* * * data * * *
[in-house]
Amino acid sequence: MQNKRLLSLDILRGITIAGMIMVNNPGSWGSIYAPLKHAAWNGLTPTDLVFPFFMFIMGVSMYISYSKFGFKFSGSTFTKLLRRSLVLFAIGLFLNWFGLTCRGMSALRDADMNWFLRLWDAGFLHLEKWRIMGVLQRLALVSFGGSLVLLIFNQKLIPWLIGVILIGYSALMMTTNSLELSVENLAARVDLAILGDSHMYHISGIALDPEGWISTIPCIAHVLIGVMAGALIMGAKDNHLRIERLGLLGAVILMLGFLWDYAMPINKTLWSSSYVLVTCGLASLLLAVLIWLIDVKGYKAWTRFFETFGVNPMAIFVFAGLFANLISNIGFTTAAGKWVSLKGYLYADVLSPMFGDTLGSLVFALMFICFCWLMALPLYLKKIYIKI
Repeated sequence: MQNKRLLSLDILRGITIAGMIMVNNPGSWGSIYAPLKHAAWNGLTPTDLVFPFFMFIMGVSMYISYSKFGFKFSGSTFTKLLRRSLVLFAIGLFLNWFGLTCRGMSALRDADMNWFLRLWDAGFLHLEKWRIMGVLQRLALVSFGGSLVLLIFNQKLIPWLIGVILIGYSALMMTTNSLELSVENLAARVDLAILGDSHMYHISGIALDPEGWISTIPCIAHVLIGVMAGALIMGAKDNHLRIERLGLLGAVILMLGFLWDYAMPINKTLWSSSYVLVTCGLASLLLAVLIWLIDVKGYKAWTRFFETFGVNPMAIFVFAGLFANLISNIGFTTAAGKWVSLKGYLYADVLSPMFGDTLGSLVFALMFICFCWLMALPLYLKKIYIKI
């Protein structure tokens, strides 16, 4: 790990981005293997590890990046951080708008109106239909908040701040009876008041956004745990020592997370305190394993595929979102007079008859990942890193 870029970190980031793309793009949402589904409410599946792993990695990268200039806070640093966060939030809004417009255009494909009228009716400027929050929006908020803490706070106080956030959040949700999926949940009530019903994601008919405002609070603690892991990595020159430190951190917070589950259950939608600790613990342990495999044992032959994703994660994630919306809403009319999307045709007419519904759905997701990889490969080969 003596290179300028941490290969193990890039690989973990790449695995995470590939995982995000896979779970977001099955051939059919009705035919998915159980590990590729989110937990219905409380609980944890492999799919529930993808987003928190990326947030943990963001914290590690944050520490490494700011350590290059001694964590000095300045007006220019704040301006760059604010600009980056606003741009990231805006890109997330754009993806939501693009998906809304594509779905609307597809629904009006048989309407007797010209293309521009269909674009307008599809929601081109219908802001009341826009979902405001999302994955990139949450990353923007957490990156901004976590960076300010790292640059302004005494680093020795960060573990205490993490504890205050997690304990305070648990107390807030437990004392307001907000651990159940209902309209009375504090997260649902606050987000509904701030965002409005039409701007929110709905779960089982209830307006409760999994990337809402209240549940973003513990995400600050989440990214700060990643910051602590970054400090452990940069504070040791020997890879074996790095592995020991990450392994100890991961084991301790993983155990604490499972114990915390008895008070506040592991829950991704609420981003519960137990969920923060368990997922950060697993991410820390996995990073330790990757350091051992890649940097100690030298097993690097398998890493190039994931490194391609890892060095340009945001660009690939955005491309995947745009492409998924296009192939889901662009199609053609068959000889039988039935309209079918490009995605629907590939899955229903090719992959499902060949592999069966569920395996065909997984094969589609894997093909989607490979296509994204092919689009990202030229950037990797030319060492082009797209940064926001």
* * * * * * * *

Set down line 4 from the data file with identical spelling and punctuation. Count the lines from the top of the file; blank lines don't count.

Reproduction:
């Protein structure tokens, strides 16, 4: 790990981005293997590890990046951080708008109106239909908040701040009876008041956004745990020592997370305190394993595929979102007079008859990942890193 870029970190980031793309793009949402589904409410599946792993990695990268200039806070640093966060939030809004417009255009494909009228009716400027929050929006908020803490706070106080956030959040949700999926949940009530019903994601008919405002609070603690892991990595020159430190951190917070589950259950939608600790613990342990495999044992032959994703994660994630919306809403009319999307045709007419519904759905997701990889490969080969 003596290179300028941490290969193990890039690989973990790449695995995470590939995982995000896979779970977001099955051939059919009705035919998915159980590990590729989110937990219905409380609980944890492999799919529930993808987003928190990326947030943990963001914290590690944050520490490494700011350590290059001694964590000095300045007006220019704040301006760059604010600009980056606003741009990231805006890109997330754009993806939501693009998906809304594509779905609307597809629904009006048989309407007797010209293309521009269909674009307008599809929601081109219908802001009341826009979902405001999302994955990139949450990353923007957490990156901004976590960076300010790292640059302004005494680093020795960060573990205490993490504890205050997690304990305070648990107390807030437990004392307001907000651990159940209902309209009375504090997260649902606050987000509904701030965002409005039409701007929110709905779960089982209830307006409760999994990337809402209240549940973003513990995400600050989440990214700060990643910051602590970054400090452990940069504070040791020997890879074996790095592995020991990450392994100890991961084991301790993983155990604490499972114990915390008895008070506040592991829950991704609420981003519960137990969920923060368990997922950060697993991410820390996995990073330790990757350091051992890649940097100690030298097993690097398998890493190039994931490194391609890892060095340009945001660009690939955005491309995947745009492409998924296009192939889901662009199609053609068959000889039988039935309209079918490009995605629907590939899955229903090719992959499902060949592999069966569920395996065909997984094969589609894997093909989607490979296509994204092919689009990202030229950037990797030319060492082009797209940064926001």